"levelIDs": ["BUBBLETEA"],
  // This attribute controls custom saber colors.
  // If the entire "colors" attribute is missing or null, colors won't be updated
  "colors": {
    // A is the red/left hand by default, but left-handed people might use the setting to switch hands
    "colorA": {"r": 0.941176, "g": 0.188235, "b": 0.75, "a": 1.0},
    // null for either resets to the default color for that saber
    "colorB": null,
  // if null or missing, doesn't replace text, if non-null but even if an
  // empty dictionary, adds usernames of all the Quest Modders to the credits
  "replaceText": {
    // See for
    // what keys are available and what text they start with
    "BUTTON_PLAY": "GO!",

And after running each command it will return an output JSON line that is in this format but all on one line:

  // Just mirrors the patchSignatureCheck input
  // Just mirrors the sign input
  // All levelIDs present in the APK after the command finished
  // All the levelIDs successfully installed by the command
  // Custom levels that used to be in the APK but were removed
  // Level IDs referenced in packs that weren't installed so couldn't be added.
  // This could be because the levelID wasn't included in `levels` or because
  // the level wasn't installed because it was invalid.
  // All the levels in ensureInstalled that weren't installed and the reason. The
  // reason is an error message about the level being invalid such as missing a
  // file or the JSON being incorrect.
  "installSkipped":{"BUBBLETEA":"Invalid level JSON: some error"},
  // This will be null if `colors` was null. Otherwise it will contain the resulting
  // saber colors. Below is the result on a fresh APK with both replacements null,
  // i.e. these are the default colors in case they are useful for making a GUI
  // True if text replacement ran, mirrors `replaceText`
  // This should be null unless something screws up, in which case it will be a
  // string with the exception message and backtrace, make sure to check this and
  // preferably surface it somehow or at least log it.

This interface should be present in builds past v0.6 as the jsonApp2 executable, and runnable from source with dotnet run -p jsonApp2/jsonApp2.csproj.

Manual Use

If you want to use the new features to for example change your custom colors but don't want to wait for or use a GUI tool. You can manually edit a JSON file and then run the tool with it. Check out testdata/sample_invocation_v2.json for a starter JSON file and you can run it like this (or with the jsonApp2 binary in a release):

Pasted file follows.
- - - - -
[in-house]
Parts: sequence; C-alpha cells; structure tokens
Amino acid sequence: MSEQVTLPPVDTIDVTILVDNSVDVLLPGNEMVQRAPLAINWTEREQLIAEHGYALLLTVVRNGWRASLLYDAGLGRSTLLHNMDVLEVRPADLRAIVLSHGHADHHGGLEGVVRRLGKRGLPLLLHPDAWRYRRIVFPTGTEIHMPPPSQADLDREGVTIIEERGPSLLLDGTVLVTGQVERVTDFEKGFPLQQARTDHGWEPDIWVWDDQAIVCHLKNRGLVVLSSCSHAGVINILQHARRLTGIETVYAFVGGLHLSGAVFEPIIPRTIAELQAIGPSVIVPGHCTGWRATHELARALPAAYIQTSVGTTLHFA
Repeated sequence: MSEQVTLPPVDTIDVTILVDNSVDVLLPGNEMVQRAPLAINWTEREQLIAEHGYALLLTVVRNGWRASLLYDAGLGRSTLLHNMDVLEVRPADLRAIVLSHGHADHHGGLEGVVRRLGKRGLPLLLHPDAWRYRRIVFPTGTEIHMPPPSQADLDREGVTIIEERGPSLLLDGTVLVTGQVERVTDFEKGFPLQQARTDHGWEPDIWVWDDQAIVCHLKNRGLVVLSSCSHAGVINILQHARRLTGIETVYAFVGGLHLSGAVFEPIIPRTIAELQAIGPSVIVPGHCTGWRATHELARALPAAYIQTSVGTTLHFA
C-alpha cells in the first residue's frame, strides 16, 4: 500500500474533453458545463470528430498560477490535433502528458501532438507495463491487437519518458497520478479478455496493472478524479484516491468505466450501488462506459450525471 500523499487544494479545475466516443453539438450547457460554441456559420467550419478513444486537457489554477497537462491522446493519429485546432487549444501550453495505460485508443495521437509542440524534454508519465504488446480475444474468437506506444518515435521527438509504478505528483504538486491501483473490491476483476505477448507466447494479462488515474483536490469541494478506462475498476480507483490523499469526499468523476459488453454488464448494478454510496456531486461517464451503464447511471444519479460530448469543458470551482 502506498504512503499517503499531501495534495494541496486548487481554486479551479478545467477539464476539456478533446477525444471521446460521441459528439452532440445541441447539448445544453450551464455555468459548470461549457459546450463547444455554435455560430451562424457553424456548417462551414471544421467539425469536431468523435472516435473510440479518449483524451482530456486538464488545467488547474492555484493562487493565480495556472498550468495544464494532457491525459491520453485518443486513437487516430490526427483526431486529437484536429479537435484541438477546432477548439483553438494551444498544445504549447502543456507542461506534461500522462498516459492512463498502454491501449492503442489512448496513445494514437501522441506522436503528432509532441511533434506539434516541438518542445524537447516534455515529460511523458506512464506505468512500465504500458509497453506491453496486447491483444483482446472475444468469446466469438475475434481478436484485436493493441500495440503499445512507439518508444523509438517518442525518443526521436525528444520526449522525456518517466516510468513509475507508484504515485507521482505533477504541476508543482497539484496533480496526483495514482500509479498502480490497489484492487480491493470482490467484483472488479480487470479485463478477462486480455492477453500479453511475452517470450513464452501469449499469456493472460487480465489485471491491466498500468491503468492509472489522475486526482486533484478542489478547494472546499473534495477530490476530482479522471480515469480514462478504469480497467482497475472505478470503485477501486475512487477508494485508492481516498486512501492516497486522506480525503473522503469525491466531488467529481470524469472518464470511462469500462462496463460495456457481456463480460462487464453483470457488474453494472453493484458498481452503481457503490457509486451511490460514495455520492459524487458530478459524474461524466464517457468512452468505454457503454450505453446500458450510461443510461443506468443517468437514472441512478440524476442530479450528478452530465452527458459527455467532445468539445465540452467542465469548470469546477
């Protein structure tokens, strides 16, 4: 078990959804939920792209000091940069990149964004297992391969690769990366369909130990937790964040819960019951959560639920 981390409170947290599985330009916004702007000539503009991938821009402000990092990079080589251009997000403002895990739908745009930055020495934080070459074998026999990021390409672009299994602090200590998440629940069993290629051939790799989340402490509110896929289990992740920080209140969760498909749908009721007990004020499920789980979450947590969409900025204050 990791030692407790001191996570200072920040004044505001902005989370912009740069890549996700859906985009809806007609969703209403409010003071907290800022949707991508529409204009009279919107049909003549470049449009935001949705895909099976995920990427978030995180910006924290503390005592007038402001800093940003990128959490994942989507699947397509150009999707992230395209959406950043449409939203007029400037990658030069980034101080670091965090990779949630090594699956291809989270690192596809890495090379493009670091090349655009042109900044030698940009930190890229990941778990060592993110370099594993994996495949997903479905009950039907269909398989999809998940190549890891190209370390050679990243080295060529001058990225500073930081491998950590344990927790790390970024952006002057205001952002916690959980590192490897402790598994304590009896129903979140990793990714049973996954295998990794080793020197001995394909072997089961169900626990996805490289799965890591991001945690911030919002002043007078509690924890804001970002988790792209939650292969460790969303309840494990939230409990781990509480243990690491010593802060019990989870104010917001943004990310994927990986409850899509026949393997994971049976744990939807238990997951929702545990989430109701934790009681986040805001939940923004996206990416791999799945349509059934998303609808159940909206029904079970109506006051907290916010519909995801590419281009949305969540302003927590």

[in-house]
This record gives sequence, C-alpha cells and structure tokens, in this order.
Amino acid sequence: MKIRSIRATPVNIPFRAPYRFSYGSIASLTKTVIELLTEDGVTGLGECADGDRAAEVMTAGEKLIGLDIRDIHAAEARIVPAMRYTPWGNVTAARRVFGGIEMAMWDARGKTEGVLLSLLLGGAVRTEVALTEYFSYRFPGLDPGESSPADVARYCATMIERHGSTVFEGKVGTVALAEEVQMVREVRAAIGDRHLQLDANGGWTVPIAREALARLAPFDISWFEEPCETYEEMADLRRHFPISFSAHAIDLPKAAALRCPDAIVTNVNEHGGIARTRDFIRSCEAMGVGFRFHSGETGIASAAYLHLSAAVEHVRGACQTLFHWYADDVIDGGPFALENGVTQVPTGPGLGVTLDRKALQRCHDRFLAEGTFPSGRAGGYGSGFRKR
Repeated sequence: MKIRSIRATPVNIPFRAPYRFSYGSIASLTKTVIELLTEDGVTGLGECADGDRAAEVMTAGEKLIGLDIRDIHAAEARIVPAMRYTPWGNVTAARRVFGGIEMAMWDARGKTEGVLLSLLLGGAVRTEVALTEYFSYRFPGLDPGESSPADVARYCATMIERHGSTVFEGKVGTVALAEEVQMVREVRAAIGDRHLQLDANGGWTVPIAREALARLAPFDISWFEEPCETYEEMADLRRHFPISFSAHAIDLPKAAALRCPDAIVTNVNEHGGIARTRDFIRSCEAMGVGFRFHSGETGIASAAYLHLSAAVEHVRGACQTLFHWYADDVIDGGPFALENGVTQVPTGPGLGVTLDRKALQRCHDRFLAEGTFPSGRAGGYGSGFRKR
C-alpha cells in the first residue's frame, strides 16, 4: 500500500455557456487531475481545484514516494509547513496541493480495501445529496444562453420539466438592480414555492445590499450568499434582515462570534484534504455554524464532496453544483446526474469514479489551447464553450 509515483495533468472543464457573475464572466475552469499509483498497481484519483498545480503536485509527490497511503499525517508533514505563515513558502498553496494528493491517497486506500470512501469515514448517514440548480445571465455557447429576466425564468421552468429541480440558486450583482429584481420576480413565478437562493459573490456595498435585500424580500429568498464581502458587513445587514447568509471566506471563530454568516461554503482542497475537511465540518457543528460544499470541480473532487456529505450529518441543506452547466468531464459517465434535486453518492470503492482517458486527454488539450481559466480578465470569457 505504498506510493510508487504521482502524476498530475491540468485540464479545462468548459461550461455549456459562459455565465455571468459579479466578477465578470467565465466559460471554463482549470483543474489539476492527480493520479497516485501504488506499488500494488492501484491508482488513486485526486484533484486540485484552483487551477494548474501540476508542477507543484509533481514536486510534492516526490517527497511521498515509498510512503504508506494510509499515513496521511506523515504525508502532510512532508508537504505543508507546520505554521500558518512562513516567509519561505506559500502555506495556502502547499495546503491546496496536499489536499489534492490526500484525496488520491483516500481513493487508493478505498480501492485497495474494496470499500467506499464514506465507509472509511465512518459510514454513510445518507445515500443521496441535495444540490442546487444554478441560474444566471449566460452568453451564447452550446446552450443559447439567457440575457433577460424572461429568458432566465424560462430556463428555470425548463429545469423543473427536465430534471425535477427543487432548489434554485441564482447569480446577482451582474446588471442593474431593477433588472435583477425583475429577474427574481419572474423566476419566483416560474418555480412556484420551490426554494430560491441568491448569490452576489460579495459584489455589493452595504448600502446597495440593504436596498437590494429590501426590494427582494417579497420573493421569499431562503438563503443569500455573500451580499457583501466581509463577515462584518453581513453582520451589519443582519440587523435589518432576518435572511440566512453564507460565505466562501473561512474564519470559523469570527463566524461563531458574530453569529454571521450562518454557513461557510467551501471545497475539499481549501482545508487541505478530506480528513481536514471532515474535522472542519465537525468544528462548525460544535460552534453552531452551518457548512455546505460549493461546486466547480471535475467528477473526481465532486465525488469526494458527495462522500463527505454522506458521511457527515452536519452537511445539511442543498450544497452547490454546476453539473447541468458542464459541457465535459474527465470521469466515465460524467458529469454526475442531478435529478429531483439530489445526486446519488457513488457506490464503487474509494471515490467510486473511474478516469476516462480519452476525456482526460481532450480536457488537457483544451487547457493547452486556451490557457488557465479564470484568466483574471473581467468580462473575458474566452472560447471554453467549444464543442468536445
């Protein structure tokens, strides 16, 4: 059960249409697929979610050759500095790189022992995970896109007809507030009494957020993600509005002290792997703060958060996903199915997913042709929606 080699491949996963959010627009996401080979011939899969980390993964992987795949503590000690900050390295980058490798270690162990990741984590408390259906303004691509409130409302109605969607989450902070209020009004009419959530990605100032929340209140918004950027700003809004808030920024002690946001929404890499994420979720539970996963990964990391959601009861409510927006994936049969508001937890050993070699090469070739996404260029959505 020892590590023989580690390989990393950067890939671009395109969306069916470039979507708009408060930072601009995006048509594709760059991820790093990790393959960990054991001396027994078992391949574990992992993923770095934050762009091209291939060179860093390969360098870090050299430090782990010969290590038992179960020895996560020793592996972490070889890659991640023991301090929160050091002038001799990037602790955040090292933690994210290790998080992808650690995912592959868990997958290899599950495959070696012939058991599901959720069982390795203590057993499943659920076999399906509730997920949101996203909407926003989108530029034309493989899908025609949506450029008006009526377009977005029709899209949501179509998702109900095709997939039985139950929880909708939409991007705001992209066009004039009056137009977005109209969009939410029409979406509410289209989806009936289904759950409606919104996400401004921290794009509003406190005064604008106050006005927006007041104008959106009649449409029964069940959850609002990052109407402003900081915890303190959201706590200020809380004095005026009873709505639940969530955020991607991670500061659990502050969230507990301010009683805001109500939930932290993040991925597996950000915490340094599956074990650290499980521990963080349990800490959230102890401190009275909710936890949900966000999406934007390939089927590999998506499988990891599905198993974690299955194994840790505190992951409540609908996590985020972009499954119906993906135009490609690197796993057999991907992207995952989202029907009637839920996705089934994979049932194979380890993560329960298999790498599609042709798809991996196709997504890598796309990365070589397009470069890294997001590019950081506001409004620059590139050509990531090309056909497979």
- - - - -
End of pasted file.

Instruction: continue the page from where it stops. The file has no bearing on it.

dotnet run -p jsonApp2/jsonApp2.csproj < testdata/sample_invocation_v2.json

Old Advanced JSON interface

An older version of the advanced JSON interface is still available in the builds and source as jsonApp. It's the one used by the original SideQuest integration and is kept around for compatibility.

You can read about its interface in an old version of the Readme. But I don't recommend using it now that the newer version is out.


Things I'm planning on doing but may or may not get around to include the following. I'd be open to accepting contributions or collaborating as long as you let me know what you want to work on so we don't collide. Not necessarily in order but approximately so:

  • Switching to a new ZIP library to hopefully fix corruption errors
  • Doing my own BinaryFormatter output so that it's much faster
  • Publish library as a NuGet package (contact me if you personally want this)
  • Testing with large numbers of added songs


  • @sc2ad for contributing tons of code including custom color, custom text and custom pack support.
  • @emulamer's binary patch to disable the beatmap signature check.
  • @emulamer's discovery that the beatmaps are formatted with DeflateStream and BinaryFormatter.
  • @emulamer's code for ideas on how to do various things. I didn't copy any of his code except for name/field and enum definitions for the Beat Saber types, and a couple single line snippets so that I can match his conventions for things like level IDs and asset names.
  • @emulamer's all-C# APK signer
  • My own work to understand the Unity Assets file format used by Beat Saber, with heavy reference to the code of to understand the different fields of the standard Unity parts, as well as copying some of their binary reader/writer extension methods (with citations in the code).
  • @raftario for setting up cross-platform CI builds
  • Many conversations with people on the Beat Saber modding Discord.